This weekend the Sierra Club while host a packed national gathering of grassroots No Nukers ( http://action.sierraclub.org/site/Calendar?view=Detail&id=159641 ) to plan the Us nuclear industry’s final demise. There’s much to celebrate. The campaign for a green-powered Earth has become one of her most successful non-violent social movements.
But the disasters at Chernobyl and Fukushima are far from over. The radiation they still spew threatens our survival.
Without a truly global Solartopian uprising, the ultimate China Syndrome may yet come in China…and spread worldwide.
In economy and ecology, we have no future without finally cleansing from every corner on Earth the lingering plague of the failed atom.
Harvey Wasserman’s SOLARTOPIA! Our Green-Powered Earth, is at www.solartopia.org , along with THE LAST ENERGY WAR. His Green Power & Wellness Show is at www.prn.fm. In 1973 he helped coin the phrase No Nukes.
MyFDL Editor Notes: Title edited to remove all caps in accordance with MyFDL rules. Image link also removed as image was not from an approved source for MyFDL, also covered under MyFDL rules.
America’s 2 new nukes are on the brink of death
April 5, 2012
The only two US reactor projects now technically under construction are on the brink of death for financial reasons.
If they go under, there will almost certainly be no new reactors built here.
The much mythologized “nuclear renaissance” will be officially buried, and the US can take a definitive leap toward a green-powered future that will actually work and that won’t threaten the continent with radioactive contamination.
As this drama unfolds, the collapse of global nuclear power continues, as two reactors proposed for Bulgaria have been cancelled, and just one of Japan’s 54 licensed reactors is operating. That one may well close next month, leaving Japan without a single operating commercial nuke.
Georgia’s double-reactor Vogtle project has been sold on the basis of federal loan guarantees. Last year President Obama promised the Southern Company, parent to Georgia Power, $8.33 billion in financing from an $18.5 billion fund that had been established at the Department of Energy by George W. Bush.
Until last week most industry observers had assumed the guarantees were a done deal. But the Nuclear Energy Institute, an industry trade group, has publicly complained that the Office of Management and Budget may be requiring terms that are unacceptable to the builders.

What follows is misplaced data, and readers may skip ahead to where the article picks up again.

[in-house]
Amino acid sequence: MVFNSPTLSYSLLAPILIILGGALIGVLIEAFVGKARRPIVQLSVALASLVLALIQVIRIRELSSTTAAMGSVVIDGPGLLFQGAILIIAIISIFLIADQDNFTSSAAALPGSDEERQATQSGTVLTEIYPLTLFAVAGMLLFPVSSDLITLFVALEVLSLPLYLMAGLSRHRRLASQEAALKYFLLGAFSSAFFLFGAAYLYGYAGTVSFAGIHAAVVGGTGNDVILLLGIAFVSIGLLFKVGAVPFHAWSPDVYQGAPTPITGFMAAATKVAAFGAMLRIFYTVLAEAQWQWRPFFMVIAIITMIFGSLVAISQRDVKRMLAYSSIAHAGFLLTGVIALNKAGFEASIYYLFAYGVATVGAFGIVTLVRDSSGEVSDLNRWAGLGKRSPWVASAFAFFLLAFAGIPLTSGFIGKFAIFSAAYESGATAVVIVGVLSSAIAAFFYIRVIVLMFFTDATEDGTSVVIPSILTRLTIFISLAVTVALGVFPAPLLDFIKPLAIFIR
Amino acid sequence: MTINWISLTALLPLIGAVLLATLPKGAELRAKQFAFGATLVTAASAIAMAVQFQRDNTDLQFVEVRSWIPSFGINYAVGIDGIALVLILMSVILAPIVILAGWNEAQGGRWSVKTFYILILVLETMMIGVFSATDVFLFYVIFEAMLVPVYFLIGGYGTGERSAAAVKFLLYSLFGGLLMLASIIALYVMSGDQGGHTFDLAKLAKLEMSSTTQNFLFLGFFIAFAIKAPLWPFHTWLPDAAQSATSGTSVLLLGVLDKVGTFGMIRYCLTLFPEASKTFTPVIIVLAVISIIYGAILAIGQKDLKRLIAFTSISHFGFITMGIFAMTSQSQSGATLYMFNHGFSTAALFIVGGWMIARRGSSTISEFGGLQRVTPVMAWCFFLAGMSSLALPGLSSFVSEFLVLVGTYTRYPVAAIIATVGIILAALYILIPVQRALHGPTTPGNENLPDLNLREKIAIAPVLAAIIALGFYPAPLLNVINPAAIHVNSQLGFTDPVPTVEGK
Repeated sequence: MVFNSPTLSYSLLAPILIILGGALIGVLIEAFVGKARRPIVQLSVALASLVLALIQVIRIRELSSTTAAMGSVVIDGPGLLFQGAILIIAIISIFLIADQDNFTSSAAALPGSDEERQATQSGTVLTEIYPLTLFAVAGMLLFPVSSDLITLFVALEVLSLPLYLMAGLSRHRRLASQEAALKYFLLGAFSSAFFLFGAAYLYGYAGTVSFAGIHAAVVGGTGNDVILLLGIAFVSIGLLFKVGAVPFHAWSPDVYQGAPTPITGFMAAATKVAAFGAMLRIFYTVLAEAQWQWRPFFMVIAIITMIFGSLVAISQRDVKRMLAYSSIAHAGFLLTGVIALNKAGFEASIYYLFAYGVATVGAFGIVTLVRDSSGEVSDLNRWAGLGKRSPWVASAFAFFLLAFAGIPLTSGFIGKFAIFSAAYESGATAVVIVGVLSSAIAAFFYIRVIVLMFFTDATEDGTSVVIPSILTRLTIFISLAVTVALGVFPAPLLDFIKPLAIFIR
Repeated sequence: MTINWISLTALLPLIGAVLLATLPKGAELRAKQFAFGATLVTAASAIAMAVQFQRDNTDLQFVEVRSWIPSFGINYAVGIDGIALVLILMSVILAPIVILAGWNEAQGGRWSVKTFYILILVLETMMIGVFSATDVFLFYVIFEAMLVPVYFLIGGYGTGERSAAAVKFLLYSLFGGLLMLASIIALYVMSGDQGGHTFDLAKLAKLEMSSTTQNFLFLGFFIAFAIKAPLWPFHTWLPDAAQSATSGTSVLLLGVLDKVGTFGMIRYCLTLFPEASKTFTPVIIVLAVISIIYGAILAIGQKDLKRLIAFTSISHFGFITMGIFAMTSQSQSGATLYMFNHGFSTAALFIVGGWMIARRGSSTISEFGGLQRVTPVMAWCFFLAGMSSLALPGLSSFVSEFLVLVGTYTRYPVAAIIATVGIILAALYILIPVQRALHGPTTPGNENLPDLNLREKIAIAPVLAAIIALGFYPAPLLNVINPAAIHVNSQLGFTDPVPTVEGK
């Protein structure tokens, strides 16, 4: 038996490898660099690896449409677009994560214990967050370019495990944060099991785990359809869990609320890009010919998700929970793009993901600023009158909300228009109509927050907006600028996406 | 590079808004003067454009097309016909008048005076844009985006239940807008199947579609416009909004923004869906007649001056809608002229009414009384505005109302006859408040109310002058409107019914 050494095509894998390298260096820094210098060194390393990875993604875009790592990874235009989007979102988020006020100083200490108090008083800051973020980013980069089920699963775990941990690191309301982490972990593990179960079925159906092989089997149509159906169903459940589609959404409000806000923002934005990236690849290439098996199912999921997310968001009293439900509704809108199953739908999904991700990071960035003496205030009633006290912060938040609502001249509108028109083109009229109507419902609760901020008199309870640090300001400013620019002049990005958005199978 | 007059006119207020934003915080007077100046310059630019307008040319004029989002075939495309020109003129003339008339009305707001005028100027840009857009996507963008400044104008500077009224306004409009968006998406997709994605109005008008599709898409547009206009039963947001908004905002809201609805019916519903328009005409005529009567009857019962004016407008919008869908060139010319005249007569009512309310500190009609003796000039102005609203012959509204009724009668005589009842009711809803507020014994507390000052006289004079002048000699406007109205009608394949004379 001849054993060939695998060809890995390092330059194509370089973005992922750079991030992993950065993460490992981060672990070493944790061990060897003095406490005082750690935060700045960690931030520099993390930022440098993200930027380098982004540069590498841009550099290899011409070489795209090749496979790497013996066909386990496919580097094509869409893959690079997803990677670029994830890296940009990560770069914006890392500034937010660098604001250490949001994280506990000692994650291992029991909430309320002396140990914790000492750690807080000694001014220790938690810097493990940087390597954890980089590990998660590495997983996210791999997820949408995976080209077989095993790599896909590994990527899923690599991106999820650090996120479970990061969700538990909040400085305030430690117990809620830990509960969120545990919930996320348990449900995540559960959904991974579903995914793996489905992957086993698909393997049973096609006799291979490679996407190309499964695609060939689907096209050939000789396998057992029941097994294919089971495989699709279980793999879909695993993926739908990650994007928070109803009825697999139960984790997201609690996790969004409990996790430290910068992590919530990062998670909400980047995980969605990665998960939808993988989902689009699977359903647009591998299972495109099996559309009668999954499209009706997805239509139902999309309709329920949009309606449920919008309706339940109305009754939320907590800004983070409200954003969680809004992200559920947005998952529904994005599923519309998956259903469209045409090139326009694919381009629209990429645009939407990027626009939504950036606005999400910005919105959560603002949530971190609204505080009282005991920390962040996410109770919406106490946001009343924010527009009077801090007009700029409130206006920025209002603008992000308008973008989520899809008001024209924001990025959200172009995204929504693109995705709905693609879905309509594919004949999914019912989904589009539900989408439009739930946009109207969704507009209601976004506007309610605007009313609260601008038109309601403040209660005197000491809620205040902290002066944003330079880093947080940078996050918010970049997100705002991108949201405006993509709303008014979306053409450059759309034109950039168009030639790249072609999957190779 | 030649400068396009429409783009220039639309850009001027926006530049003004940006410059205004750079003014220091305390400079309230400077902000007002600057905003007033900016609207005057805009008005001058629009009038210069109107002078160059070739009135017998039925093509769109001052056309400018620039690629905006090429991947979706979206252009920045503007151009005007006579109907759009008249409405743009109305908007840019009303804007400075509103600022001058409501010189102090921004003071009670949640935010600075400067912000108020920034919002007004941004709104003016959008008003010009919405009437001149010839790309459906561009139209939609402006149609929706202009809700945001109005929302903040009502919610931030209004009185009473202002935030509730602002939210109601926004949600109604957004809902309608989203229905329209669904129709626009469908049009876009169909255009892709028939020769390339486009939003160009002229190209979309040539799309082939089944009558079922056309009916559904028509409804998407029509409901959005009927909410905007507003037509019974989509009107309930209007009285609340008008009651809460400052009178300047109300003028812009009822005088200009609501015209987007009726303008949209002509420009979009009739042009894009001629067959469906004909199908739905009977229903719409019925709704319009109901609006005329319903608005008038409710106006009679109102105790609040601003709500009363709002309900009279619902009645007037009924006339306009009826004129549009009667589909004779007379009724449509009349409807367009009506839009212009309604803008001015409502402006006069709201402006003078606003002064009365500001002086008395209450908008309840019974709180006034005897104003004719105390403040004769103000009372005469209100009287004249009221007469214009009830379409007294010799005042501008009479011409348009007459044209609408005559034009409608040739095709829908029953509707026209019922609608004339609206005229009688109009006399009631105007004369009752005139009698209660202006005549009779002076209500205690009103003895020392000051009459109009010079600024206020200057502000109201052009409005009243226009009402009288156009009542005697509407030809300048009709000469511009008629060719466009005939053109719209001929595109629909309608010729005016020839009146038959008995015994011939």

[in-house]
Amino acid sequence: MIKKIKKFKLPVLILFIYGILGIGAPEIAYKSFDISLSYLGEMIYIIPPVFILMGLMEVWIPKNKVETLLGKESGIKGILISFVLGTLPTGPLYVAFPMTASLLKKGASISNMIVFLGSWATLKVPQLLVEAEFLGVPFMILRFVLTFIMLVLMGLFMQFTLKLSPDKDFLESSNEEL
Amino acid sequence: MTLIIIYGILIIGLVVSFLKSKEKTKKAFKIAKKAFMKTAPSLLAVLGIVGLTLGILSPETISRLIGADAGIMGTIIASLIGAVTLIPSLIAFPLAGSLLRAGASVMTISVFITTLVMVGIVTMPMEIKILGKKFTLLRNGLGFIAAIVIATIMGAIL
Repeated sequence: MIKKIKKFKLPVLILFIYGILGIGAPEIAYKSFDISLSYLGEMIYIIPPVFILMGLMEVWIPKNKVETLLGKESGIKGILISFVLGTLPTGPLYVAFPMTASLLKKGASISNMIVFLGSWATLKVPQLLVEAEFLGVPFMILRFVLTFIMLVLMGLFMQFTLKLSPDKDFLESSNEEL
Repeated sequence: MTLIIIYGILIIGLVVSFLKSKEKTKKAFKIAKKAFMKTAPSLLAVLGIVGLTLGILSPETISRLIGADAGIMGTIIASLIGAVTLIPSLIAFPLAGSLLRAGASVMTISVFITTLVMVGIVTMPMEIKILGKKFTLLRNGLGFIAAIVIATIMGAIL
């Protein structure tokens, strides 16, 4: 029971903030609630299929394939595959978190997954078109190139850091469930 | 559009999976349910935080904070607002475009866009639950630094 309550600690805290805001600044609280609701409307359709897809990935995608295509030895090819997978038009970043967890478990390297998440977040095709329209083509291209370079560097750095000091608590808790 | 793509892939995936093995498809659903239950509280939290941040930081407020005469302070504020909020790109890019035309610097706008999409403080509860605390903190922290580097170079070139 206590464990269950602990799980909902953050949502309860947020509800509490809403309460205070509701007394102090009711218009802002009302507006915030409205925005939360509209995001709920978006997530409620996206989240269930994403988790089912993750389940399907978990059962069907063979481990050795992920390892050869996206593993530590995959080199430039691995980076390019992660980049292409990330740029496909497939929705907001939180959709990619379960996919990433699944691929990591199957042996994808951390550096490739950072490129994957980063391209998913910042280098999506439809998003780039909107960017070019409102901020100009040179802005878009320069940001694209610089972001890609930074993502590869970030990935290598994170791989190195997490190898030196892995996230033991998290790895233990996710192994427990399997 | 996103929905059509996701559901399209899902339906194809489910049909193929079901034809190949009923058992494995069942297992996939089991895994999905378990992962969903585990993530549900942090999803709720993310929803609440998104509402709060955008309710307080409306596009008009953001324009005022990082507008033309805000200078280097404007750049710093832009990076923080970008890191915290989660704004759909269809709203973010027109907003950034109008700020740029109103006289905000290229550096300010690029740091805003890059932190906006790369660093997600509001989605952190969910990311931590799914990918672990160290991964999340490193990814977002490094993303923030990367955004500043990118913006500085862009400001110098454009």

Southern and its supporters remain ostensibly optimistic that the deal will be done. But the climate for loan guarantees has changed since this one was promised. The $535 million collapse of Solyndra prompted a rash of angry Congressional hearings and cast a long shadow over the whole range of loan guarantees for energy projects. Though the Vogtle deal comes from a separate fund, skepticism over stalled negotiations is rising.
So is resistance among Georgia ratepayers. To fund the new Vogtle reactors, Southern is forcing “construction work in progress” rate hikes that require consumers to pay for the new nukes as they’re being built. Southern is free of liability, even if the reactors are not completed. Thus it behooves the company to build them essentially forever, collecting payment whether they open or not.
All that would collapse should the loan guarantee package fail.
A similar fate may be awaiting the Summer Project. South Carolina Electric & Gas has pledged to build the two new reactors there without federal subsidies or guarantees. But it does require ratepayer funding up front. That includes an apparent need for substantial financial participation from Duke Power and/or Progress Energy customers in North Carolina who have been targeted to receive some of the electricity projected to come from Summer. [cont.] Read the rest of this entry →
In the wake of Fukushima, grassroots citizen action is shutting the worldwide nuclear power industry.
A Solartopian tipping point is upon us in the US, Europe and Japan which will re-define how the human race gets its energy.
States rights and local democracy are at the core of the battle. The definitive breaking point looms in Vermont. By mid-March a state board is likely to deny the Yankee reactor licenses to operate or to create radioactive waste.